DETAIL(S)Child Abuse & Neglect, January 2016, vol. 51, pp. 172-180.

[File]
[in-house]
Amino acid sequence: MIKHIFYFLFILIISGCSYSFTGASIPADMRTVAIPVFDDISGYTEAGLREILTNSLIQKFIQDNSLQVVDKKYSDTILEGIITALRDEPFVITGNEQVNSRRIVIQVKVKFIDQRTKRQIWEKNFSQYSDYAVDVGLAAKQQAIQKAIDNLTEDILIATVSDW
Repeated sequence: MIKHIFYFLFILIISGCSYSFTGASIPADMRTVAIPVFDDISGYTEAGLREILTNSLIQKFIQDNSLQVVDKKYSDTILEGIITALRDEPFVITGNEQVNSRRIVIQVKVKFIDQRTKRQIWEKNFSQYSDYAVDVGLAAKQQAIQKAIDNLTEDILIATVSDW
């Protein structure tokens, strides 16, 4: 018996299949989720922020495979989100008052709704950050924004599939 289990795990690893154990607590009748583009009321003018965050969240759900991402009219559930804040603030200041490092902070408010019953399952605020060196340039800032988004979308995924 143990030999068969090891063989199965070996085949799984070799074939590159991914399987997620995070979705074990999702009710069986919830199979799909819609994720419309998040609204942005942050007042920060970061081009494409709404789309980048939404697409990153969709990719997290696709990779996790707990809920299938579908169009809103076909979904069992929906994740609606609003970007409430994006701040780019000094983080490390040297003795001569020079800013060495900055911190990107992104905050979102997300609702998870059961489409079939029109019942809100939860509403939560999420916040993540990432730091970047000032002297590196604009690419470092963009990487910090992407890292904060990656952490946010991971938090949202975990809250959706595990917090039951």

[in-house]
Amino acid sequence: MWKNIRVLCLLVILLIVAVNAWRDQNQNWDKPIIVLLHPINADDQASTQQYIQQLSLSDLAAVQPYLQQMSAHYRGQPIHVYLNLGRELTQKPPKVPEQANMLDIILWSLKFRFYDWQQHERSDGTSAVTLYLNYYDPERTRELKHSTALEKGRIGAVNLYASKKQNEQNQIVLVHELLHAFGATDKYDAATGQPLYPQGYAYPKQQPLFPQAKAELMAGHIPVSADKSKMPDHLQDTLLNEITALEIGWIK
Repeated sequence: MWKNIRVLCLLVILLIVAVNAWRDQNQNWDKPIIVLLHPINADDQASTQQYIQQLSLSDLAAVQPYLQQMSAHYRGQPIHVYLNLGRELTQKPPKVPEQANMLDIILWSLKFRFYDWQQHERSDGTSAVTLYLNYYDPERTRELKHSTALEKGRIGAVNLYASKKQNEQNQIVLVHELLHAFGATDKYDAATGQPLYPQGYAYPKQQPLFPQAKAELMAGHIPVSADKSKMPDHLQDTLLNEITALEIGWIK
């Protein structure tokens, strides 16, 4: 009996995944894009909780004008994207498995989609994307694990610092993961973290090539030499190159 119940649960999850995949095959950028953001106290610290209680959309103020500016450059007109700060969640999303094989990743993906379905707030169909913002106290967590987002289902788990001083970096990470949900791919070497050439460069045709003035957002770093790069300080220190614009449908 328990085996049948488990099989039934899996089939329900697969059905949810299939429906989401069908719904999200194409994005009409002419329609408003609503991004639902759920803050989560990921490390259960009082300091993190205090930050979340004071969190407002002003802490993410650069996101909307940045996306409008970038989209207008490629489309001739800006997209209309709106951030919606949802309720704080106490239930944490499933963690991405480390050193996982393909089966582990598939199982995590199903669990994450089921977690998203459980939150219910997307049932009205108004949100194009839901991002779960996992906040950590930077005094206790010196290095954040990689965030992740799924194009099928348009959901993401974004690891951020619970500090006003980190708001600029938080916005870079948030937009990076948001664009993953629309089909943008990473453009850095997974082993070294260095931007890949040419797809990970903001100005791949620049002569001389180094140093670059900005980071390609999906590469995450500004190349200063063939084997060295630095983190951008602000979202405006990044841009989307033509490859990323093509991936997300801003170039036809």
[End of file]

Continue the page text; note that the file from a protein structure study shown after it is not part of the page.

ABSTRACTThere are compelling reasons to believe that orphans – many millions due to the AIDS epidemic – are more likely to be sexually victimized during childhood. Few studies have empirically investigated sexual violence disparities, and those that do suffer from methodological limitations and limited geographic scope. We used nationally representative data on female adolescents (15–17 years) from 13 countries in sub-Saharan Africa. We built multilevel logistic models to test for an association between the dependent variables (orphanhood and parental absence) and sexual violence, both within countries and pooled across all countries. Approximately 10% of adolescent girls reported past experiences of sexual violence; a third of those victimized were 14 years or younger at the time of their first forced encounter. Paternal orphaning (OR 1.36, p ≤ 0.01), double orphaning (OR 1.47, p ≤ 0.05), and paternal absence (OR 1.28; p ≤ 0.05) were significantly associated with experiencing sexual violence in pooled analyses. Fewer findings reached significance within individual countries. Our findings suggest that the lack of a father in the home (due to death or absence) places girls at heightened risk for childhood sexual abuse; further research identifying pathways of vulnerability and resilience specific to this population is needed. Our findings also indicate that abuse often starts at an early age; thus promising programs should be adapted for younger age groups and rigorously tested.